By putting myself out there with trauma treatment, I wasn’t ready for the effects of it. The fatigue was something I rationalized. Month by month, I began developing burnout symptoms and eventually I had secondary traumatic stress symptoms. I superficially sensed that I needed to go to therapy but I was so reluctant because it didn’t fit my story. I had chosen to do this work and it was just the byproduct of my decision. And I told myself, “I will press on and get through it.” ( I did eventually go for my own therapy.).

The story kept going because I had been doing the treatment and there were enough results, albeit mixed results. Some youth were getting “better” with their symptoms, some got worse, some I never saw again. Then there were some who appeared so much more functionally present but still reported high levels of symptoms. Here was the new challenge I had to overcome — “incongruence.” 

I began to get crazy about measurement-based care, thinking “if I just measured everything correctly, then I would be able to get the results I was hoping for.” Stop me if you have heard this — treatment becoming more about the clinician’s insecurity than the patient’s needs. (For reference, our team systematically used the PHQ-9, GAD-7, the Mood and Feelings Questionnaire, the Peabody Treatment Progress Battery, the Childhood PTSD Symptom Scale-5 and the Columbia Suicide Severity Rating Scale.)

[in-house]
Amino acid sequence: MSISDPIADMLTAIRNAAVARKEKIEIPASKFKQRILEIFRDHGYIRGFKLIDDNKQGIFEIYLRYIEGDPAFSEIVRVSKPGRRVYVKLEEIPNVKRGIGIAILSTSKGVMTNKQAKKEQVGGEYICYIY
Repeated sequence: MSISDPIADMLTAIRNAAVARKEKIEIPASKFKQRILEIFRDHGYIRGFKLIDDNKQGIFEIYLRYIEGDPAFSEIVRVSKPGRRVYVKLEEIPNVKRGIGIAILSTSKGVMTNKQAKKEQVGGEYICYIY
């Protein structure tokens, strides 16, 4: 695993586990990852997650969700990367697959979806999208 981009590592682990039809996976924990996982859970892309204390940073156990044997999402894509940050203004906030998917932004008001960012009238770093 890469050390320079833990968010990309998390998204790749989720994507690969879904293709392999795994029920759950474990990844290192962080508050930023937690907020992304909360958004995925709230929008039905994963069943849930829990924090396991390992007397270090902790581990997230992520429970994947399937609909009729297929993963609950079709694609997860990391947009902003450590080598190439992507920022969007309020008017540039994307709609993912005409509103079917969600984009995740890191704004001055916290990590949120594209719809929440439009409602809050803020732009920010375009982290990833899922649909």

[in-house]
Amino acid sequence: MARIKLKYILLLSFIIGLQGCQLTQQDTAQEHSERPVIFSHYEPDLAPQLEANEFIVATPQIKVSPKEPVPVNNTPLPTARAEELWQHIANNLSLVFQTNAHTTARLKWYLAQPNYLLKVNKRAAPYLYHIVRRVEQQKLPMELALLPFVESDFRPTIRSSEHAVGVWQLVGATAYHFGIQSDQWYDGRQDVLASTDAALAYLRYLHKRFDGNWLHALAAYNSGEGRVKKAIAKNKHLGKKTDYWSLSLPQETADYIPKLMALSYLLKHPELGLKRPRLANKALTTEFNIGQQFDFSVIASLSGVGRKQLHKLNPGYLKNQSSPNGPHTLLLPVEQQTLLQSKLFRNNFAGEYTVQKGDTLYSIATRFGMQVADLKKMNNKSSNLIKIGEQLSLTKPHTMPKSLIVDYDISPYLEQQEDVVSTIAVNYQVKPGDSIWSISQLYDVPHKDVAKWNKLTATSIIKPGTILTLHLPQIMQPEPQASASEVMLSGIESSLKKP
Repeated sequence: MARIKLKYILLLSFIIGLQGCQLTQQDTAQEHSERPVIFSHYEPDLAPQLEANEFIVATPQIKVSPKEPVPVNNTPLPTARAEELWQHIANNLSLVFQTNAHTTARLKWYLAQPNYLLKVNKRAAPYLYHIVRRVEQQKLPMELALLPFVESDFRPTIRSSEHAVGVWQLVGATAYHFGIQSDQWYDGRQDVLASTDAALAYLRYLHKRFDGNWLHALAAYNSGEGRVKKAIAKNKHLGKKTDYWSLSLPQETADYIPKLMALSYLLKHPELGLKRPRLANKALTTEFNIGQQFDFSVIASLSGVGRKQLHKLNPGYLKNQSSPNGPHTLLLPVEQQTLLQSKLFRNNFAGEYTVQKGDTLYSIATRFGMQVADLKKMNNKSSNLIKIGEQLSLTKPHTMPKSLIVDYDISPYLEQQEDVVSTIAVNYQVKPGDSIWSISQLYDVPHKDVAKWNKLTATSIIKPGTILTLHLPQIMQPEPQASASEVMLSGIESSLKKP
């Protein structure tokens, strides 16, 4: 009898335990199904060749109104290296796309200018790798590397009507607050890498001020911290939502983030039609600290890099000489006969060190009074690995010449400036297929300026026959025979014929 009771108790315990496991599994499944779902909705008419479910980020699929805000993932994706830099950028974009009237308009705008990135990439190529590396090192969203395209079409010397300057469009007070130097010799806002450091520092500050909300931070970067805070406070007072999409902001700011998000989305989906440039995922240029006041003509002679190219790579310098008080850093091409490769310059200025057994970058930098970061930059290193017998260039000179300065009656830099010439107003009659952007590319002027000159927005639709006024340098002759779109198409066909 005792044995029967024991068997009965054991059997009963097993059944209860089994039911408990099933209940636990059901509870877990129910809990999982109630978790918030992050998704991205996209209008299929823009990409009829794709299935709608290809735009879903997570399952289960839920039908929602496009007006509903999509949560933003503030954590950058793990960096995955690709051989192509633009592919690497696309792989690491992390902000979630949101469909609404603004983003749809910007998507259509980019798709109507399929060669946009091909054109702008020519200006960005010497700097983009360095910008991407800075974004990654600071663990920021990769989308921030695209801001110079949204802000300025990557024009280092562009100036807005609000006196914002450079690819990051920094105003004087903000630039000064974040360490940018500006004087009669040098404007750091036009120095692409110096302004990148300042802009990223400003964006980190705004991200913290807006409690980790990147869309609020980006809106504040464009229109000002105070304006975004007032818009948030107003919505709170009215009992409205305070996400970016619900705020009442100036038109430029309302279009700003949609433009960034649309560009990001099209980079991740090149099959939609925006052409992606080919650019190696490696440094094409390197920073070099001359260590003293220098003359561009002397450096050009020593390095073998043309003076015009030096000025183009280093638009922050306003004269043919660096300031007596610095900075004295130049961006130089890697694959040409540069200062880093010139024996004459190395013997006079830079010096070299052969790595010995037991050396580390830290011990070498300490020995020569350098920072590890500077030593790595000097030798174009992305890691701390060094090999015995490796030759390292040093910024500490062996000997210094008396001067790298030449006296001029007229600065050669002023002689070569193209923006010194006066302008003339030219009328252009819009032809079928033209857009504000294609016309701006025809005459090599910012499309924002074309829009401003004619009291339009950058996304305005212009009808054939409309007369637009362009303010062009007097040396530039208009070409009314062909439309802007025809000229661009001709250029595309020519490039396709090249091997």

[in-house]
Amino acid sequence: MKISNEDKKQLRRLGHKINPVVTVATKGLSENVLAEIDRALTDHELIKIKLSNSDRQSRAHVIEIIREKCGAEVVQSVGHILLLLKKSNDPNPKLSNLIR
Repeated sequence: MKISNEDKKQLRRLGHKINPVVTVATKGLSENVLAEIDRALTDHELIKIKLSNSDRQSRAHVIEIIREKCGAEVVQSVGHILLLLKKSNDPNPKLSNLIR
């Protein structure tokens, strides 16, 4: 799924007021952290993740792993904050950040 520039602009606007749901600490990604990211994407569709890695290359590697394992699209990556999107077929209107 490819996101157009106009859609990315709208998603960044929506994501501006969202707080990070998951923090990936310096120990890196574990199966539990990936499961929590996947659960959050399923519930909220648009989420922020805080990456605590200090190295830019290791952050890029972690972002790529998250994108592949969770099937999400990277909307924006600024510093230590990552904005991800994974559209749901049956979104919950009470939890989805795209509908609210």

I did my new and improved measurements, and some of these activities helped. I incorporated the CGI scale to give myself some slack about functional improvement but lack of symptom reduction. As an aside, this part of my story is not to trash measurement-based care; it is a really effective practice for client treatment outcomes. But it was another way for me to keep the reins on my story, to manage the entanglement. 

In my craze of figuring out measurement, I got connected to a brilliant doctor/researcher on the West Coast who was doing amazing work with pain management in children. She gave me what I was looking for with notes about measures, problem hierarchies; but she gave me something so much more at the end of that email: “Have you ever heard of healing-centered engagement?”